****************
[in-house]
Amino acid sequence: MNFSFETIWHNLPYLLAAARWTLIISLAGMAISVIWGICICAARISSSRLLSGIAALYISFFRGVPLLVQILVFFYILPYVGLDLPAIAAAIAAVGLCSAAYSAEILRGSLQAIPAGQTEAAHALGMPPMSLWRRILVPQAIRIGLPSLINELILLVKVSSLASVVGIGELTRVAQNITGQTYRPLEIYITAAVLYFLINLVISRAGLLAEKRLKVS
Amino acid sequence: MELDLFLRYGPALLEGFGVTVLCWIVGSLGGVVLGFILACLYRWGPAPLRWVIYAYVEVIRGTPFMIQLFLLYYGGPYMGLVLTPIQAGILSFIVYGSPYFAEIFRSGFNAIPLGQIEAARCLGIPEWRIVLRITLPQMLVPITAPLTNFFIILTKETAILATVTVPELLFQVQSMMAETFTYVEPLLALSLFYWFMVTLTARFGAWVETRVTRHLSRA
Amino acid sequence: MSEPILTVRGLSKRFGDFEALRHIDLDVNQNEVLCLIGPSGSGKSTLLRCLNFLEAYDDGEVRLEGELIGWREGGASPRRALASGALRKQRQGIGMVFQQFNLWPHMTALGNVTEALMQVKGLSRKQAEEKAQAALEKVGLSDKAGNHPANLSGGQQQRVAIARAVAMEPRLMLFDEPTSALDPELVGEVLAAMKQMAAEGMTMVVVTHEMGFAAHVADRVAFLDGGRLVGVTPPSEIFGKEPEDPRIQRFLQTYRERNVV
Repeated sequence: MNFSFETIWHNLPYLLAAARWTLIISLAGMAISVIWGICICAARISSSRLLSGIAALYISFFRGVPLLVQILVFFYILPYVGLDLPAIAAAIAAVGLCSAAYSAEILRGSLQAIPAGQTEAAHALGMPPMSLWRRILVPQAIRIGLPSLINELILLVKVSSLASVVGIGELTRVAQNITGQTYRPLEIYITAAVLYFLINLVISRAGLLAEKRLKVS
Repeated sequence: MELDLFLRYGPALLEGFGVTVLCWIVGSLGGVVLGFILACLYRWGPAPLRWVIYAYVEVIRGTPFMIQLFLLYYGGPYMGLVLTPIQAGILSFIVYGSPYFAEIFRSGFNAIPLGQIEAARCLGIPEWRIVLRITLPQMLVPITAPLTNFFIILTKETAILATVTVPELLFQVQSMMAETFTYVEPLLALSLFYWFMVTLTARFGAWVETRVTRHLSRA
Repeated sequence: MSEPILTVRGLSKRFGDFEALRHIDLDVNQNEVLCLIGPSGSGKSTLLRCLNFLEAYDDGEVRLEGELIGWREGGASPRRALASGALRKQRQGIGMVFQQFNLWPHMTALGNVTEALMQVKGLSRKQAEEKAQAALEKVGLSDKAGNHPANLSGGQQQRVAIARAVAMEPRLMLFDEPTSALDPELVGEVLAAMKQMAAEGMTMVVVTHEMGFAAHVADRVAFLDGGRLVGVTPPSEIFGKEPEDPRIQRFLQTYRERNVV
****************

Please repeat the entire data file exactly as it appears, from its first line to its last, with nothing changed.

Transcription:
[in-house]
Amino acid sequence: MNFSFETIWHNLPYLLAAARWTLIISLAGMAISVIWGICICAARISSSRLLSGIAALYISFFRGVPLLVQILVFFYILPYVGLDLPAIAAAIAAVGLCSAAYSAEILRGSLQAIPAGQTEAAHALGMPPMSLWRRILVPQAIRIGLPSLINELILLVKVSSLASVVGIGELTRVAQNITGQTYRPLEIYITAAVLYFLINLVISRAGLLAEKRLKVS
Amino acid sequence: MELDLFLRYGPALLEGFGVTVLCWIVGSLGGVVLGFILACLYRWGPAPLRWVIYAYVEVIRGTPFMIQLFLLYYGGPYMGLVLTPIQAGILSFIVYGSPYFAEIFRSGFNAIPLGQIEAARCLGIPEWRIVLRITLPQMLVPITAPLTNFFIILTKETAILATVTVPELLFQVQSMMAETFTYVEPLLALSLFYWFMVTLTARFGAWVETRVTRHLSRA
Amino acid sequence: MSEPILTVRGLSKRFGDFEALRHIDLDVNQNEVLCLIGPSGSGKSTLLRCLNFLEAYDDGEVRLEGELIGWREGGASPRRALASGALRKQRQGIGMVFQQFNLWPHMTALGNVTEALMQVKGLSRKQAEEKAQAALEKVGLSDKAGNHPANLSGGQQQRVAIARAVAMEPRLMLFDEPTSALDPELVGEVLAAMKQMAAEGMTMVVVTHEMGFAAHVADRVAFLDGGRLVGVTPPSEIFGKEPEDPRIQRFLQTYRERNVV
Repeated sequence: MNFSFETIWHNLPYLLAAARWTLIISLAGMAISVIWGICICAARISSSRLLSGIAALYISFFRGVPLLVQILVFFYILPYVGLDLPAIAAAIAAVGLCSAAYSAEILRGSLQAIPAGQTEAAHALGMPPMSLWRRILVPQAIRIGLPSLINELILLVKVSSLASVVGIGELTRVAQNITGQTYRPLEIYITAAVLYFLINLVISRAGLLAEKRLKVS
Repeated sequence: MELDLFLRYGPALLEGFGVTVLCWIVGSLGGVVLGFILACLYRWGPAPLRWVIYAYVEVIRGTPFMIQLFLLYYGGPYMGLVLTPIQAGILSFIVYGSPYFAEIFRSGFNAIPLGQIEAARCLGIPEWRIVLRITLPQMLVPITAPLTNFFIILTKETAILATVTVPELLFQVQSMMAETFTYVEPLLALSLFYWFMVTLTARFGAWVETRVTRHLSRA
Repeated sequence: MSEPILTVRGLSKRFGDFEALRHIDLDVNQNEVLCLIGPSGSGKSTLLRCLNFLEAYDDGEVRLEGELIGWREGGASPRRALASGALRKQRQGIGMVFQQFNLWPHMTALGNVTEALMQVKGLSRKQAEEKAQAALEKVGLSDKAGNHPANLSGGQQQRVAIARAVAMEPRLMLFDEPTSALDPELVGEVLAAMKQMAAEGMTMVVVTHEMGFAAHVADRVAFLDGGRLVGVTPPSEIFGKEPEDPRIQRFLQTYRERNVV